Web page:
If you’d like to speak to someone about your thoughts and feelings regarding the labour disruption after regular business hours, we suggest contacting Good2Talk. Good2Talk is a free, confidential and anonymous 24/7/365 helpline providing professional counselling, information and referrals for mental health, addictions and well-being to postsecondary students in Ontario. You can contact Good2Talk at 1-866-925-5454.
You might also consider the WellTrack app, an interactive self-help tool available to all York students. It can help you assess your mood and practice positive self-care.
If you’re an international student and would feel more comfortable talking to someone in a language other than English, the Multilingual Distress Lines can help. They’re open Monday to Friday, 10 am to 10 pm. This service is offered through Spectra Community Support Services.
Mandarin & Cantonese: 416-920-0497
Hindi, Urdu & Punjabi: 905-459-7777 ext. 2
Spanish: 905-459-7777 ext. 3
Portuguese: 905-459-7777 ext. 4
Visit York’s Labour Negotiation Update website to learn more about updates regarding the labour disruption. The frequently asked questions (FAQ) section of the Labour Negotiation Update website provides the most up-to-date and accurate information about the labour disruption. You will be able to get specific, regularly updated information about your classes, labs and tutorials by visiting the courses section of my.yorku.ca, or coursestatus.yorku.ca/.
York is committed to supporting students during the labour disruption and it’s important to know that we are happy to answer your questions. Thank you for your continued patience and understanding during this challenging time.
Glossary of Terms
Academic activities: includes classes, labs, tutorials, tests, exams, course placement, practicum, senior project or directed reading(s).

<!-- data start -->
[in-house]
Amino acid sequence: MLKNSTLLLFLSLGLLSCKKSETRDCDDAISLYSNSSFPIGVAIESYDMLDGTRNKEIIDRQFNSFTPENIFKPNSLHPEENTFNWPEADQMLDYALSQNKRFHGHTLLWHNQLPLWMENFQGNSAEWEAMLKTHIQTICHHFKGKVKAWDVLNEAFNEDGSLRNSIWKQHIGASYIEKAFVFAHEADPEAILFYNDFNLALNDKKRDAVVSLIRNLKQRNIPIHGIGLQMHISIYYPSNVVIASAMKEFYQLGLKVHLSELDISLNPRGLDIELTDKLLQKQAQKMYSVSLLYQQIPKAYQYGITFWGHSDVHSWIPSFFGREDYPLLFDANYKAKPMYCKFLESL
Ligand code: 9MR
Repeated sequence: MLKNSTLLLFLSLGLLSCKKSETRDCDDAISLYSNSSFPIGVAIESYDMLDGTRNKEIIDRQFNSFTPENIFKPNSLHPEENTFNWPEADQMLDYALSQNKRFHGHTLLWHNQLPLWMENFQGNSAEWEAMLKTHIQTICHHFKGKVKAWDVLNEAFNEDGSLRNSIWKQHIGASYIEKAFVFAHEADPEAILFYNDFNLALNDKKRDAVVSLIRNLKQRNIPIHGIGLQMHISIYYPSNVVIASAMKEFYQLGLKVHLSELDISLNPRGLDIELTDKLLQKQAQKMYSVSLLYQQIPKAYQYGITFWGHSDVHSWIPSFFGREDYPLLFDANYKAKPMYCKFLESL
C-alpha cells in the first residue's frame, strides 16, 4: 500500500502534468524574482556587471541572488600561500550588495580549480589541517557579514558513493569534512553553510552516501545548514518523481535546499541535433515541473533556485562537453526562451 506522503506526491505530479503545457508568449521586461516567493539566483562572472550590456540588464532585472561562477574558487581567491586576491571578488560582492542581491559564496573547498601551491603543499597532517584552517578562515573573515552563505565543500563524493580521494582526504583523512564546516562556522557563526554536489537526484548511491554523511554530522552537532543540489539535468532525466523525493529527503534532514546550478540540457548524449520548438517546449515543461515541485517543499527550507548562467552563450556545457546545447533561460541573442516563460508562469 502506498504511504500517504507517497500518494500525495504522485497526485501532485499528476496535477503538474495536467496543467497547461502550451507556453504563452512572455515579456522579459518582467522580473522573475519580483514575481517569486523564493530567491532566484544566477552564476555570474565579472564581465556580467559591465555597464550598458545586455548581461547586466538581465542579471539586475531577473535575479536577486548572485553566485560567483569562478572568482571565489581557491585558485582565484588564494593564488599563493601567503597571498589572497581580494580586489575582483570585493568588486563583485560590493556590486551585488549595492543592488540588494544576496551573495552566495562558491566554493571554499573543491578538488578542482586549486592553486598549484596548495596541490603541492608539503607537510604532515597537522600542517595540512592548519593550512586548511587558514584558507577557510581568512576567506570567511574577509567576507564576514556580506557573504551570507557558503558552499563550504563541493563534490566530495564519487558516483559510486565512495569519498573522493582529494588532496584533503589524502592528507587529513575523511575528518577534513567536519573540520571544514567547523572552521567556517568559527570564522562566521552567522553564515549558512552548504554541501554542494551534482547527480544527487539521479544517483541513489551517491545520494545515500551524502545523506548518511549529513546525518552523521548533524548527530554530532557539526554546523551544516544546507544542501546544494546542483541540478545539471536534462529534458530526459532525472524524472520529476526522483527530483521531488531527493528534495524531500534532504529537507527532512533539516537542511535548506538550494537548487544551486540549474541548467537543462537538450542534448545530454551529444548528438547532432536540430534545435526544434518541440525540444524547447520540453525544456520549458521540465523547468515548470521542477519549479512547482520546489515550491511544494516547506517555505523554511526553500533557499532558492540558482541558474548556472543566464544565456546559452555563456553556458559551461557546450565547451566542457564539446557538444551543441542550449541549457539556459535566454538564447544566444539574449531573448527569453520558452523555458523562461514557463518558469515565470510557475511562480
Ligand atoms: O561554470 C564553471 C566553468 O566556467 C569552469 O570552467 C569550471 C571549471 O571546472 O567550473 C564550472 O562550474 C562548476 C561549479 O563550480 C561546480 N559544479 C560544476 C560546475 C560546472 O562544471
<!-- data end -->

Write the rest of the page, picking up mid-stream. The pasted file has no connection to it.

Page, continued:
Academic integrity: refers to the learning outcomes of your course. You should not incur any lower standard of learning outcomes from your courses as a result of the strike.
Accommodation: an alteration of environment, curriculum format or scheduling that allows an individual to gain access to content and/or complete assigned tasks.
Arbitration: a quasi-judicial process in which a disinterested third-party (an arbitrator or arbitration board) hears evidence presented by both the union and the employer on issues in dispute, and hands down a binding decision.
Collective agreement: a written contract of employment covering a group of employees who are represented by a trade union. This agreement contains provisions governing the terms and conditions of employment. It also contains the rights, privileges and duties of the employer, the trade union and the employees.
Collective bargaining: a process in which a trade union and an employer negotiate a first collective agreement or the renewal of a previous collective agreement. The parties usually focus on such issues as wages, working conditions, grievance procedures and fringe benefits.
Conciliation: a process by which a trade union or an employer can ask the Ontario Ministry of Labour for help in resolving their differences so that they can reach a collective agreement. Either party may apply to the ministry. If parties are in negotiations, they must use the government’s conciliation services before they can get into a position to engage in a strike or lock-out.
Immunity from penalty: if you choose not to attend classes, labs or tutorials (“academic activities”) you cannot be penalized for doing so, either academically (i.e. through grades, workload or deadlines) or otherwise, for making that choice.
Reasonable alternative access to materials: If you choose not to attend class, you should be provided with an alternate way of getting the course material.
Remediation: a set of steps, including revised dates and deadlines, that the University will implement to make up for the lost time as a result of the strike. Typically remediation cannot be determined until an end date for the strike is known.
Suspended: courses that are suspended are temporarily not running, but will resume as soon as the strike is over. Suspended does not mean cancelled.